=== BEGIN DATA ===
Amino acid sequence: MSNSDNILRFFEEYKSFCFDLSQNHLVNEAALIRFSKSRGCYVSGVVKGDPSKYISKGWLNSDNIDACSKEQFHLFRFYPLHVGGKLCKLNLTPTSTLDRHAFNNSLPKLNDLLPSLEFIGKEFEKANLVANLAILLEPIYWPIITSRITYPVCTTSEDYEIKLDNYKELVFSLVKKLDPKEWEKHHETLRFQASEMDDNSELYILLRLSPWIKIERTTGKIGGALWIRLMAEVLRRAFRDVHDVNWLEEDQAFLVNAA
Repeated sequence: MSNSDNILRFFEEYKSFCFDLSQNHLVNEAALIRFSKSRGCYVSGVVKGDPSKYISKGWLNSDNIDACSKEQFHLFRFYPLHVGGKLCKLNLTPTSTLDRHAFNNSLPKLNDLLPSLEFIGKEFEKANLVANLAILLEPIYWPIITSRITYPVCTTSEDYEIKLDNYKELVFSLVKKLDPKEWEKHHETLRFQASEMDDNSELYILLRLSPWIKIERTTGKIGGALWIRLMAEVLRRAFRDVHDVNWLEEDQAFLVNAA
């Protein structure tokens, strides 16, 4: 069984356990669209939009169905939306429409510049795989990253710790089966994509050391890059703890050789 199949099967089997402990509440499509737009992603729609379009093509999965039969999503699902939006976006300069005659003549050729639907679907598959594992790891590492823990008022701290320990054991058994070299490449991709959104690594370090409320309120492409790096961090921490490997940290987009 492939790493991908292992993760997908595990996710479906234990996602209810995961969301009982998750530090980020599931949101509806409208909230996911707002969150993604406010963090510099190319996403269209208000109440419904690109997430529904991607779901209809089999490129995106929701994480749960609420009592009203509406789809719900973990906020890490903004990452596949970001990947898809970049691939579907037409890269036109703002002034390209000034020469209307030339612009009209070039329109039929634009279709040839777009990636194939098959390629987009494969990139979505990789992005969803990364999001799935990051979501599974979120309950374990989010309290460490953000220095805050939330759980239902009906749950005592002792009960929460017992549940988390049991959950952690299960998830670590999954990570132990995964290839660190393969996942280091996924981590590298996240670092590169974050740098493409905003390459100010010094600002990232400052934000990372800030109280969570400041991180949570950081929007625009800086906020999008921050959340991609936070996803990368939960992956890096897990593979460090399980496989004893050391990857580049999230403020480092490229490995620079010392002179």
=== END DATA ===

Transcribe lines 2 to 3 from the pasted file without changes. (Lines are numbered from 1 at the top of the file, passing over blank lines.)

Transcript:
Repeated sequence: MSNSDNILRFFEEYKSFCFDLSQNHLVNEAALIRFSKSRGCYVSGVVKGDPSKYISKGWLNSDNIDACSKEQFHLFRFYPLHVGGKLCKLNLTPTSTLDRHAFNNSLPKLNDLLPSLEFIGKEFEKANLVANLAILLEPIYWPIITSRITYPVCTTSEDYEIKLDNYKELVFSLVKKLDPKEWEKHHETLRFQASEMDDNSELYILLRLSPWIKIERTTGKIGGALWIRLMAEVLRRAFRDVHDVNWLEEDQAFLVNAA
């Protein structure tokens, strides 16, 4: 069984356990669209939009169905939306429409510049795989990253710790089966994509050391890059703890050789 199949099967089997402990509440499509737009992603729609379009093509999965039969999503699902939006976006300069005659003549050729639907679907598959594992790891590492823990008022701290320990054991058994070299490449991709959104690594370090409320309120492409790096961090921490490997940290987009 492939790493991908292992993760997908595990996710479906234990996602209810995961969301009982998750530090980020599931949101509806409208909230996911707002969150993604406010963090510099190319996403269209208000109440419904690109997430529904991607779901209809089999490129995106929701994480749960609420009592009203509406789809719900973990906020890490903004990452596949970001990947898809970049691939579907037409890269036109703002002034390209000034020469209307030339612009009209070039329109039929634009279709040839777009990636194939098959390629987009494969990139979505990789992005969803990364999001799935990051979501599974979120309950374990989010309290460490953000220095805050939330759980239902009906749950005592002792009960929460017992549940988390049991959950952690299960998830670590999954990570132990995964290839660190393969996942280091996924981590590298996240670092590169974050740098493409905003390459100010010094600002990232400052934000990372800030109280969570400041991180949570950081929007625009800086906020999008921050959340991609936070996803990368939960992956890096897990593979460090399980496989004893050391990857580049999230403020480092490229490995620079010392002179």